Back in the bar, I sat tall, letting the confidence wash over me in the soft, smoky limelight. I was already so satisfied by the sweet success of having lured him over in the first place. Do I have pheromones? Does my hair look sexy pushed back? I had to press onward and seal the deal: the hunt was on, and the plan—foolproof! Perhaps I was even a little power drunk off the shift in traditional gender roles where “the big man” traditionally attracts the woman with his fertility and ability to provide. But I was the one showing my bright tail feathers, and my melon-eater had to be wooed.
I’d like to say I understood exactly what Nikora first said when he sauntered up to my barstool with the beer I’d sent him, but since the words came flowing out en français, my wishful thinking imagines something along the lines of: “Lurk no further, my beer-thirsting goddess. I, too, have seen you and must make you mine.”
Alas, I had to break it to him that I didn’t speak French—which is rare here in Tunisia, where the majority of the population can due to their recent independence from France in 1956. Tunisia still functions very much like a French country, and because of that, the majority of expats are still, in fact, Frenchies!
We proceeded to introduce ourselves in English, his thick accent and the background noise causing me to not get his name quite right the first time. He moved towards me with a hand gently brushing my ear. “I’m Nikora,” he said with a cheeky little smile.
Melon-eater had a name!
“Maybe I’d remember it better if I took your number,” I squawked nervously.
I whipped out my 1995 Nokia phone—my iPhone was stolen during week 2, when I was still a naïve American—and punched the numbers into the stubborn little brick. He laughed at the artifact and added me to his contacts as well. We agreed to get together the following week and cheek-kissed as the French do; then he returned to his friends, who soon sent over a round of tequila shots.
One week later, Nikora and I planned to have tea and smoke shisha (hookah) together near the language school where I’d once spotted him. I put some effort into my appearance that night, sporting a fitted teacher-esque blazer, oxford boots, and a smoky eye—an ensemble befitting a witch out for tricks and treats.
I click-clacked down the avenue to meet for our first organized date. He was there before me, prompt in nature, leaning against a tree in one of his tailored suits and uncomfortable-looking black leather shoes (which I now refer to as his sad leprechaun shoes). His face seemed even more abundant with paint-splattered freckles than before, crowned by dark-springing ringlets popping out in all directions. His eyes grew thin as he grinned and greeted me with two kisses, ever so slowly, as if to ease the American girl into his “Euro” culture.
We started off down the road together, spotting un salon de thé, a mixed-gender café, and turning inside. “Après toi, mademoiselle,” he said as he gestured ahead of him with an outstretched hand and mini-bow, his French and Chinese customs displaying themselves simultaneously. My senses were overpowered by low-hanging clouds of shisha smoke as I stepped carefully around seated groups in intimate conversation. As we passed deeper into the thicket of the café, I came across an empty table dimly lit by a hanging multicolored lamp. Instrumental Arabic music filled the space, reminding us of our geographical location as we sat down and took off our shoes for the sake of the woven carpets.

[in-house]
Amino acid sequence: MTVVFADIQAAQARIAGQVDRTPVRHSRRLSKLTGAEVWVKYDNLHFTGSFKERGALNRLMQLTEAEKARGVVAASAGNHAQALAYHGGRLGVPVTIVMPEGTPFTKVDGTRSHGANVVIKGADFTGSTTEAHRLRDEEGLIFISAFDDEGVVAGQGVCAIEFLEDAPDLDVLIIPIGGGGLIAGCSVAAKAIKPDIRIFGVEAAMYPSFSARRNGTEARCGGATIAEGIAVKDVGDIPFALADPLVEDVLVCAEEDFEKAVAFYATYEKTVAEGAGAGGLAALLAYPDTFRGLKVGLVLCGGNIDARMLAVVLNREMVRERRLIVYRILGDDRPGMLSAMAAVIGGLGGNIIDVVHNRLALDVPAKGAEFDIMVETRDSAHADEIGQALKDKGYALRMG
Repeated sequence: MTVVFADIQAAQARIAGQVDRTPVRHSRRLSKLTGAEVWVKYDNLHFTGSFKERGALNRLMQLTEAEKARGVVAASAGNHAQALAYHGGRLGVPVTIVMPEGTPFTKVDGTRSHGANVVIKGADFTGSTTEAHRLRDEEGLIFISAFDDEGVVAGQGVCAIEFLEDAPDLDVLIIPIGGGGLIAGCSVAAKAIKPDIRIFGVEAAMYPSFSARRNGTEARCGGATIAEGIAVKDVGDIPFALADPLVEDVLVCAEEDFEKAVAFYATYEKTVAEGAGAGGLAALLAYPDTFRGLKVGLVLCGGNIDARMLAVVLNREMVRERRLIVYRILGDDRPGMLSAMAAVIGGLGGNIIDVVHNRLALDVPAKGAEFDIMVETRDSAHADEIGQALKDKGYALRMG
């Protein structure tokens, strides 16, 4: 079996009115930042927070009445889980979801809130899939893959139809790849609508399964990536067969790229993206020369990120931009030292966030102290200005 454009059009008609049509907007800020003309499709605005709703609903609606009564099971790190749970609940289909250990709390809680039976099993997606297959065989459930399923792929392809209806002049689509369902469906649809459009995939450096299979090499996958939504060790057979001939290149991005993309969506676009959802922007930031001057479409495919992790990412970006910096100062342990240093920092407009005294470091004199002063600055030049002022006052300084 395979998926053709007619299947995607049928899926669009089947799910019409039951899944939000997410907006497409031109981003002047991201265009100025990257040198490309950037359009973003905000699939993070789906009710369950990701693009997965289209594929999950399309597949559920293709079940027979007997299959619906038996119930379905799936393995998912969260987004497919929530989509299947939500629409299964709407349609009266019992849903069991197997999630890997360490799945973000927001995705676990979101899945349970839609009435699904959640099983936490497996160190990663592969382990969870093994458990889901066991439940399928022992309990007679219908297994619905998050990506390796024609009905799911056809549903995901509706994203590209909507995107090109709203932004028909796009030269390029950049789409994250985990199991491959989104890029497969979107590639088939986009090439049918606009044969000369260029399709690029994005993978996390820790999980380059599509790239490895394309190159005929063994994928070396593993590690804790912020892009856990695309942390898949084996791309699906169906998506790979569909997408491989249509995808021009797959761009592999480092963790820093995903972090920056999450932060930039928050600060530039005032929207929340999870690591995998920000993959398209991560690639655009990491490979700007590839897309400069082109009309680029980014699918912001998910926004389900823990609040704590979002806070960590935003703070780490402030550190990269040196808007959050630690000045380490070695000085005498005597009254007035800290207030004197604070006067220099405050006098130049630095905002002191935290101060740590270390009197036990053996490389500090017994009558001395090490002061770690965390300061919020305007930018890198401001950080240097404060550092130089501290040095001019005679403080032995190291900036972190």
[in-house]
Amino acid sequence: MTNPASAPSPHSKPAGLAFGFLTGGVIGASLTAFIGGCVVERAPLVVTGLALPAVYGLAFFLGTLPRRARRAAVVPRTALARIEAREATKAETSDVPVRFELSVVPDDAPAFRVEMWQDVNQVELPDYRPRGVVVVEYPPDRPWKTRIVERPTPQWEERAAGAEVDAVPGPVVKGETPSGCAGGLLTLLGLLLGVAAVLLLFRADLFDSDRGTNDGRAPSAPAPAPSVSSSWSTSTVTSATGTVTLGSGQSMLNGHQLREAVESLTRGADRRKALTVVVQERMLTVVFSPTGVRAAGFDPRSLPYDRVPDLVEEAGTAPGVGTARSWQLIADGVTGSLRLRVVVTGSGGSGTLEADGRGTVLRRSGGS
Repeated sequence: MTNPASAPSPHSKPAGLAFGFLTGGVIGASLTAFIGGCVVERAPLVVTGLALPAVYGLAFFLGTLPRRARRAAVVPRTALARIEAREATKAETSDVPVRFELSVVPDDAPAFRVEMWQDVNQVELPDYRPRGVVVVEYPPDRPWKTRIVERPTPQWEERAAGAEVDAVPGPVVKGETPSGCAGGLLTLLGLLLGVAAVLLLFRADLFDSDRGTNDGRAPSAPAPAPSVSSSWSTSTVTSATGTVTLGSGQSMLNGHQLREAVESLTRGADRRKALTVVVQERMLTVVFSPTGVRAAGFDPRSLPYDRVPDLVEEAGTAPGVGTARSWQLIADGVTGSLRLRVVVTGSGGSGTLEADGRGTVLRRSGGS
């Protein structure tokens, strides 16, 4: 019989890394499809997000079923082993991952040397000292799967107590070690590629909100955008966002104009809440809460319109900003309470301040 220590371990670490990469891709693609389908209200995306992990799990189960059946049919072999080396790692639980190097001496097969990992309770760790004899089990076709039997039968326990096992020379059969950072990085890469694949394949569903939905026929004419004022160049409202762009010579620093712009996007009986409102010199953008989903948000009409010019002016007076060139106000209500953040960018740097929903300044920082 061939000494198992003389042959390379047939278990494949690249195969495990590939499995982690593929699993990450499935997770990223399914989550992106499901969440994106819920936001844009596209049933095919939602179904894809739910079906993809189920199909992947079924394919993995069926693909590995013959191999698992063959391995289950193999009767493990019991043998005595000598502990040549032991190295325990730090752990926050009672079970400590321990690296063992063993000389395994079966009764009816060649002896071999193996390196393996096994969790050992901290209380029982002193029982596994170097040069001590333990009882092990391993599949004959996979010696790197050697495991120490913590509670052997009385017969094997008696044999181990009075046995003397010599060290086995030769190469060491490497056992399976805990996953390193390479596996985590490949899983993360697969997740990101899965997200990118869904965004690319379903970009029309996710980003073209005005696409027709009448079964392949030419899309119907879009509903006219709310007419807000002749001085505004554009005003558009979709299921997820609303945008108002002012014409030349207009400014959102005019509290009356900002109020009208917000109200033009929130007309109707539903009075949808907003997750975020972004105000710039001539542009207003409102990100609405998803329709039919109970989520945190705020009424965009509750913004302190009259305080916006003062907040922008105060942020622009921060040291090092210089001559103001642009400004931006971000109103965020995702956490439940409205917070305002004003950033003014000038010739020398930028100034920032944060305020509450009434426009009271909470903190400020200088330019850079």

We ordered sweet mint tea and shisha to share and began discussing our jobs and how we both ended up living in Tunis, both of us taking turns smoking the mint-flavored water pipe while the other told their story. I’ve never liked having to “present myself” on dates, finding it awkward to look introspectively and describe my passions to a stranger whom I probably won’t end up seeing again. And as a serial nomad, there’s no concealing that you’ll never be down for this concept of commitment. You’ll always value educational travel opportunities more than long, prosperous relationships where you meet each other’s families, celebrate anniversaries, plan out your lives together, and other scary things. (More like “I do not do,” am I right?)
Nikora did surprise me a bit, though. He was rather petite in size but carried himself well, with lively character. He was intelligent and confident, but not arrogant, and—my favorite—full of witty, slightly off-color remarks. After all, nothing gets my blood pumping like a match of playful jesting! He was working as an architect for the French embassy, traveling around North Africa to oversee building projects for them.
I learned we lived in opposite neighborhoods: he resided in the “French Riviera” of Tunis, with its seaside-hugging, Santorini-styled white villas and its access to “first world” amenities like recycling bins and shops that sold fancy alcohol and pork products. And then there was me, further inland, next to the Old City in a rustic French-colonial apartment where it was more common to see protests, cat fights, or even a trashcan on fire than another Westerner.
After the date concluded, I walked home in good spirits. It takes some big ol’ ovaries to hit on a stranger and ask them out on a date, especially in a foreign country. I had seen something shiny, and I’d grabbed it.
And as it turns out, it wasn’t just a mirage in the Tunisian desert.